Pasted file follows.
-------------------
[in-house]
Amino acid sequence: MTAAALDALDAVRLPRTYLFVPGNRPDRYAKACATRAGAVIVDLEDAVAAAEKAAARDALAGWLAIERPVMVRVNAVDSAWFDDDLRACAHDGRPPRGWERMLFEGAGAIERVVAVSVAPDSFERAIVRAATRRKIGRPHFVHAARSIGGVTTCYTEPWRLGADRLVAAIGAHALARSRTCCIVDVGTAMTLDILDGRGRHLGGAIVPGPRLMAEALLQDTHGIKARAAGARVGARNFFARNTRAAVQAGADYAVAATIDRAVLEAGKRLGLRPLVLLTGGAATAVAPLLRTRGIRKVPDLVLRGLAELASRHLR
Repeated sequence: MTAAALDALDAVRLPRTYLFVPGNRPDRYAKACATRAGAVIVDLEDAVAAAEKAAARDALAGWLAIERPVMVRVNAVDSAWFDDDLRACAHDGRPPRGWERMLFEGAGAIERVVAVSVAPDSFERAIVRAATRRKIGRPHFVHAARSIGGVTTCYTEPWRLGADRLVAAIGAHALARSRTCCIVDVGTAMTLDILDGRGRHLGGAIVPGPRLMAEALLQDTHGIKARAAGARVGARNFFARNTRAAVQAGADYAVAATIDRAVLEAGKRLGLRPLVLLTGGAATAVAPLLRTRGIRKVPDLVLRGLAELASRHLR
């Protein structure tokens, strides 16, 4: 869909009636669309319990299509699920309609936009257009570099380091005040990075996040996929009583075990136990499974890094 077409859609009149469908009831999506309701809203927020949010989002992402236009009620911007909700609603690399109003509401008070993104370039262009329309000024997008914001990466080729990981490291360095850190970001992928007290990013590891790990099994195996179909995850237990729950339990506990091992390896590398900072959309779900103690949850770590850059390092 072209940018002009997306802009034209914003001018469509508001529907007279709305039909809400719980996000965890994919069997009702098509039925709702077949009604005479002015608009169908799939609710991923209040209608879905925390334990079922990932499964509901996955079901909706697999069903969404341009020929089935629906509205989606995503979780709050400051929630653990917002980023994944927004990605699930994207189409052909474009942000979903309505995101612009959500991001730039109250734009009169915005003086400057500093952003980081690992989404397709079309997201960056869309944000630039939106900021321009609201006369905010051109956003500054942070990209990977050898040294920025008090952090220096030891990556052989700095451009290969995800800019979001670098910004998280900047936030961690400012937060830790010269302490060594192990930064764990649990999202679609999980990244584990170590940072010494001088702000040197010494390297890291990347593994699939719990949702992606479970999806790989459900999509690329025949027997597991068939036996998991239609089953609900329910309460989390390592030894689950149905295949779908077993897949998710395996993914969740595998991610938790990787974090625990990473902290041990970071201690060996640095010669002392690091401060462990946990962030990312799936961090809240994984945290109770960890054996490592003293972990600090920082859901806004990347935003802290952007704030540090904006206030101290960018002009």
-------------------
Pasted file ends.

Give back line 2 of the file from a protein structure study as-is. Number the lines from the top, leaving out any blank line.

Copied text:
Amino acid sequence: MTAAALDALDAVRLPRTYLFVPGNRPDRYAKACATRAGAVIVDLEDAVAAAEKAAARDALAGWLAIERPVMVRVNAVDSAWFDDDLRACAHDGRPPRGWERMLFEGAGAIERVVAVSVAPDSFERAIVRAATRRKIGRPHFVHAARSIGGVTTCYTEPWRLGADRLVAAIGAHALARSRTCCIVDVGTAMTLDILDGRGRHLGGAIVPGPRLMAEALLQDTHGIKARAAGARVGARNFFARNTRAAVQAGADYAVAATIDRAVLEAGKRLGLRPLVLLTGGAATAVAPLLRTRGIRKVPDLVLRGLAELASRHLR